Monday, March 7, 2016

Review, FEIT Electric 60 Watt LED Bulb, UPC 17801 14325

Let's give this bulb a try. It is readily found in a Home Depot store today, at $11.97 for a 6-pack. I start out knowing the brightness is not really describable by stated 800 lumens emitted with unknown directionality. I know that it is easy to look at, and will be used where one wants all available light. It won't matter that the cheap light engine does not permit dimming. I want to know more.

Compare delivered illumination using my comparison test stand. The FEIT bulb illumination will be at stage left in photos. That of other bulbs proceeding left to right in this photo, will be at stage right.

At left FEIT 60w LED. At right 65 watt incandescent downlight about 2700°K. The downlight gives better illumination due to favorable directionality.

At left FEIT 60w LED. At right 65 watt incandescent downlight about 4000°K. The downlight gives better illumination due to favorable directionality.

At left FEIT 60w LED. At right "100 watt" GE Reveal halogen point source bulb using 72 watts, claimed 1120 lumens. Claimed 3000°K. The rather-directional LED bulb is brighter, though only claimed "60 w." 

Attempt assignment of a Brightness number for the FEIT bulb, calling the FEIT brighter by 25%, 1.25*B4 = B5. A 100 watt incandescent is B4 by definition.

B5 (directional) is pretty good for a point-source LED. Know though that the FEIT bulb will be very dim vs. a "100w" incandescent where upright in a table lamp or sideways in a horizontal bulb holder over glass rectangle. The sideways brightness is surely not more than B2.5. Don't use the FEIT bulb except as downward-pointed from a ceiling or pendant, if you wish a reading light. It is NOT omnidirectional. See interior examination, photo further down in this post. And, if we want to read, we must stop wanting light bulbs.

At left FEIT 60w LED. At right, GE LED Bright Stick, 5000°K, called 60 watt equivalent. I think they are about-equal brightness at the about-equal claimed lumens. Surely the Bright Stick is rather directional from end, too.

Call both B5, and call the blue light ugly.

At left FEIT 60w LED. At right 13 watt CFL twist that needed a full minute to reach full (dim) brightness. A 13 watt CFL is rated about 450 lumens, and I assign it brightness B2. If the FEIT bulb is B5, it should be judged more than twice as illuminating in this photo. It is hard to tell. The comparison value is in matters of wall color correctness and the awful difficulty of startup. The CFL is perhaps 5000°K.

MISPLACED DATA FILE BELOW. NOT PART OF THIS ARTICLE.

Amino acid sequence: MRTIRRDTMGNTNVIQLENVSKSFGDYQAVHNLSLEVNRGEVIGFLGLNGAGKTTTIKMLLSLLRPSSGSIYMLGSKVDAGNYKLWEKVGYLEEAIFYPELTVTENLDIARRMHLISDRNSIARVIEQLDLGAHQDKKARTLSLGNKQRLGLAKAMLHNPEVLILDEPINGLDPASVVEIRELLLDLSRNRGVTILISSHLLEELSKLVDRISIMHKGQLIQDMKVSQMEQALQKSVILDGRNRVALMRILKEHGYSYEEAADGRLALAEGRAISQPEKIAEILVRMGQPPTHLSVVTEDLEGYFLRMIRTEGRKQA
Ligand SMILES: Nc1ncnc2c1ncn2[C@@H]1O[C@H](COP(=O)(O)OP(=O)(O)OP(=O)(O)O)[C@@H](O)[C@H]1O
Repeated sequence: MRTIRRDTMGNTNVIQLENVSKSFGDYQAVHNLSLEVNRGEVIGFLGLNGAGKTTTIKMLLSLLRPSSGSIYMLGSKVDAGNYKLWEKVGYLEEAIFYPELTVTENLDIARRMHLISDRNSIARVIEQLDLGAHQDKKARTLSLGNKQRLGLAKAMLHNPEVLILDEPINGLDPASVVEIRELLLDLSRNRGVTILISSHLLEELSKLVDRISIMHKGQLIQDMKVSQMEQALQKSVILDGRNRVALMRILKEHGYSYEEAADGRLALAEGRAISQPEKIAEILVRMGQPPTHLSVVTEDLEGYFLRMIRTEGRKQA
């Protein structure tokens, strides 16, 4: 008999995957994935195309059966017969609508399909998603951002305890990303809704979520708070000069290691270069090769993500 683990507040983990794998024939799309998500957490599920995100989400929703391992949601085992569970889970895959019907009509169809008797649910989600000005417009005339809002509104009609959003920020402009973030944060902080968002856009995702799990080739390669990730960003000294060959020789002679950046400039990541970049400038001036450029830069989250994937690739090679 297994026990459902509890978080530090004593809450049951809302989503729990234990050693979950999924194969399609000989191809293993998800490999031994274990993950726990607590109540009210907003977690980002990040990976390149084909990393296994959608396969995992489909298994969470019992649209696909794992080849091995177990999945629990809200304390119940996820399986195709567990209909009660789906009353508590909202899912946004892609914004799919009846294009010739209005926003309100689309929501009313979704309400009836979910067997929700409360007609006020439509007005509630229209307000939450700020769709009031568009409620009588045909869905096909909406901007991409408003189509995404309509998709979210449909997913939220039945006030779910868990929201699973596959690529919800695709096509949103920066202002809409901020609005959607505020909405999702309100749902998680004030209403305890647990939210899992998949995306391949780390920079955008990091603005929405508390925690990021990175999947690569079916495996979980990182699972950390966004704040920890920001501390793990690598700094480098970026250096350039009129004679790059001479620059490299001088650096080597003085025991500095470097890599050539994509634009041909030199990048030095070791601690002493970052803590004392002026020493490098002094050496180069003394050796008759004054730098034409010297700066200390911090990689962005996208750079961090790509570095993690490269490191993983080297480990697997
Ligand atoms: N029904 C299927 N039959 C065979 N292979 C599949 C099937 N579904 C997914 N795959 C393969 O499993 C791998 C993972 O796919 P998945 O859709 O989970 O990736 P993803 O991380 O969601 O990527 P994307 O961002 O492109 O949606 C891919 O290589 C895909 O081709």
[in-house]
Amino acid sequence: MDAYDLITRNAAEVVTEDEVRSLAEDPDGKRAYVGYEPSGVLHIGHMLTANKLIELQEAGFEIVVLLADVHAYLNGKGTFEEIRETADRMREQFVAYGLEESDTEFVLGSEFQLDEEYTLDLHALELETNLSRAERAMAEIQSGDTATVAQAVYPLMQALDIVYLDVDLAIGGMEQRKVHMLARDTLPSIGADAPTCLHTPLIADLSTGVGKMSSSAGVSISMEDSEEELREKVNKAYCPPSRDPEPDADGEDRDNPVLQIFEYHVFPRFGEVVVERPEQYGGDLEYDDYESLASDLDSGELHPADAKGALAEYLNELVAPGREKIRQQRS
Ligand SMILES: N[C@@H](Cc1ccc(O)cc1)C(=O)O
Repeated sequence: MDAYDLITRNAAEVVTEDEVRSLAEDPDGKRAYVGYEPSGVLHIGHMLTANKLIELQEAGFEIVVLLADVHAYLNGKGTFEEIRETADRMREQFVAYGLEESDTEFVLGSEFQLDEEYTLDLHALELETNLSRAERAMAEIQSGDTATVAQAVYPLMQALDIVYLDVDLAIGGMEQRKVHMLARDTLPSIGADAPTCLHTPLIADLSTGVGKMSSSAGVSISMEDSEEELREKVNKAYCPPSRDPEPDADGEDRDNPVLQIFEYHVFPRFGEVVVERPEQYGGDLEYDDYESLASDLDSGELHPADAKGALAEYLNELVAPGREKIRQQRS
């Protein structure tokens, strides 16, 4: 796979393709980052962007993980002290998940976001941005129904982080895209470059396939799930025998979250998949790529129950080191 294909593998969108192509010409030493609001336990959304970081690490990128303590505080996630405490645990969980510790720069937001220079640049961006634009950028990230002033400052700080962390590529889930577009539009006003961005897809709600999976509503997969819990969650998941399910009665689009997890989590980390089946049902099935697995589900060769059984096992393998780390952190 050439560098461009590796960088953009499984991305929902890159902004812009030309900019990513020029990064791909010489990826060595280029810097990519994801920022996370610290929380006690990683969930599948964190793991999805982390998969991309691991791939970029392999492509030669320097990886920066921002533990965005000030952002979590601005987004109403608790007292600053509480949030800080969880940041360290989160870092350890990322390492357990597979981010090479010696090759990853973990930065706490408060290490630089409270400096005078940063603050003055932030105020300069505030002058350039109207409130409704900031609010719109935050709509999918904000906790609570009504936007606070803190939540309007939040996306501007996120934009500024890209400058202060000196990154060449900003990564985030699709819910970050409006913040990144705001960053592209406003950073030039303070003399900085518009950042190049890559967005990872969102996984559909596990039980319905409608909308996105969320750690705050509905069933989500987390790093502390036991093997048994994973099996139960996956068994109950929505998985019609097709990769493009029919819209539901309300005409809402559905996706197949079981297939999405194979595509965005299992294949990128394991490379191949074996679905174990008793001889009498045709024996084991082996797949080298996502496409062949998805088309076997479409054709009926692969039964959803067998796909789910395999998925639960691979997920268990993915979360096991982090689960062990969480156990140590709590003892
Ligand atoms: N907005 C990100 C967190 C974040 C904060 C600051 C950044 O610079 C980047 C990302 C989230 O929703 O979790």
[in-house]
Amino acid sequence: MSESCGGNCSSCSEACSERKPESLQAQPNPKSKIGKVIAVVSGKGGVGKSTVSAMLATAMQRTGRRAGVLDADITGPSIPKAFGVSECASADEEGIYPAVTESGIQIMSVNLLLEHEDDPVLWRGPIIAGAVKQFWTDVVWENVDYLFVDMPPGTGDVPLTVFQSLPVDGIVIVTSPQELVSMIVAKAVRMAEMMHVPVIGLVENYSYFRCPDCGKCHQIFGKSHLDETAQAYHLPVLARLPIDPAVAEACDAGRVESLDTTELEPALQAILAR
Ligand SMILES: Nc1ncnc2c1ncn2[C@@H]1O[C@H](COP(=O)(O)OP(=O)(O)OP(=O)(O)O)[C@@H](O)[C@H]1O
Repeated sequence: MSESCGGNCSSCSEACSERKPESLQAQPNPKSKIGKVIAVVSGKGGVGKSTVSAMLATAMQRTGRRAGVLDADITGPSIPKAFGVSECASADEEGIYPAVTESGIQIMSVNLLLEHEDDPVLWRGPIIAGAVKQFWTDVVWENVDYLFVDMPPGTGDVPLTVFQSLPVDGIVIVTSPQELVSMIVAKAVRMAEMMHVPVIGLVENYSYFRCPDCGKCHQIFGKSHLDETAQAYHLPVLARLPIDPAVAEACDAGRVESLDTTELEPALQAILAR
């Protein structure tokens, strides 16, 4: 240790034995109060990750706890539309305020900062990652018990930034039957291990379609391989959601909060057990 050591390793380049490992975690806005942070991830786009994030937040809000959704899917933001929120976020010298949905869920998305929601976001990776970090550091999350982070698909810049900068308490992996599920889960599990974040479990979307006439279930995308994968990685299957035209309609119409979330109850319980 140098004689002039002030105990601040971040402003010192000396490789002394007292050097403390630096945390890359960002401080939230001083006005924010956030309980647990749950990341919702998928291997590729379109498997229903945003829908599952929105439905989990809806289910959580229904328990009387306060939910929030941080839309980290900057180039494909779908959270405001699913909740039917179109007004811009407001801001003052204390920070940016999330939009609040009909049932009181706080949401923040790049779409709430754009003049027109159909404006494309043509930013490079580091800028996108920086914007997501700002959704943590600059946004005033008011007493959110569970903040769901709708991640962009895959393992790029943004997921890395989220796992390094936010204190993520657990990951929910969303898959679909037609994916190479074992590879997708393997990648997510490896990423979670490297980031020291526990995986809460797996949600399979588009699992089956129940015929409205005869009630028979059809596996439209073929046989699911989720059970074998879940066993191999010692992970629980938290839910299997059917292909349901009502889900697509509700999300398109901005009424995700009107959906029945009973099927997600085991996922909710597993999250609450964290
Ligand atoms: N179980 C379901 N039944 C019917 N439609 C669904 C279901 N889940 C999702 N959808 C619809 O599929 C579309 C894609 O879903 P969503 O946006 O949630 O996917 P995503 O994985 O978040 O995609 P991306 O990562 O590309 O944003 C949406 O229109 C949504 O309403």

Assess FEIT bulb brightness by comparison with 671 lumens Nicor DLS4, 3000°K, 10 watts. 

Again the FEIT 60w bulb is at stage left. The directional Nicor DLS4 at right is far more illuminating. I assign Brightness Number of directional 671 lumens as B4*671/450 = B6. Be generous, giving the bulb B5, as already proven brighter than a "100w" incandescent bulb. 

The Nicor DLS4 gives much greater value, where one would want to conserve energy, in dimming.

I wanted to see the light engine of this bulb. So, I dropped it seven feet, ten times, to a hard floor. It wouldn't break! So I sectioned it with a hacksaw. The globe is about 0.070" thickness tough acrylic. The board is quite directional, but light is dispersed (and blocked) by the spherical, thick, acrylic.

I couldn't break the plastic shell, yet this bulb is dead. It will no longer engage A19 socket threads. The metal of the bulb threads is quite delicate, and every hit causes a cave-in. The bulb invariably whacks the floor and any hard object there, in the falling adventure.

Well, maybe not completely dead from the thread smashing. Crummy old bulb holders have loose threads. Where I could hold the socket with lots of torque, I managed to get this chopped light to fire up. The diodes are blindingly bright. Let's see if we can prove the poorer illumination where the bulb is perpendicular to the test screen.

Here again is comparison with Nicor DLS4, B6; FEIT bulb B5 stage left:

Turn the bulb 90°:

Here is comparison with Nicor DLS4, B6; sideways-illuminating FEIT bulb stage left. Call the FEIT LED brightness B2.4, matching sideways illumination from a 60-watt incandescent as designers may have ensured. B2.4 is that of a 60-watt incandescent bulb: B4*60/100 = B2.4. The FEIT LED bulb with this pitiful brightness saves 85% electricity. The Nicor DLS dimmed to B2.4 consumes 3.6 watts, saving 94% electricity. But, why should anyone want so little illumination? What we need is more light, from each luminaire position, at low cost.
Remember to check FEIT LED bulb brightness where not obstructed by the thick plastic bulb, here stage-left. Still Nicor DLS4 stage right.

The 800 lumens FEIT LED bulb is now B7, vs Nicor DLS4 B6. The thick plastic bulb blocks about a third of the issued light.

The FEIT LED bulb does not flicker at half power and less, on a good Cooper DAL06P dimmer. But some inefficiency causes lumens output to drop by much more than half. Don't try to dim the FEIT bulb. The package gave fair warning. This is not dimmable.

If we give up on light bulbs and throw away bulb holders, a better future is already on offer. Perhaps the need is of a reading lamp. Try this 5vdc light, USB-corded: 
I can illuminate my keyboard very effectively at a fraction of a watt, from a USB port. Quite pretty, and durable. Folds up, out of the way, in good daylight. Think to assess brightness.

Of course, this does not light up a room. This is the light first touch-setting, five diodes 3000°K. The next setting gives blue light, ten diodes 5000°K. 

The third setting fires all fifteen diodes, still kind of blue, but brighter, about B4,  99% power reduction vs. 100w bulb B4. (Here not as bright as Nicor B6.)

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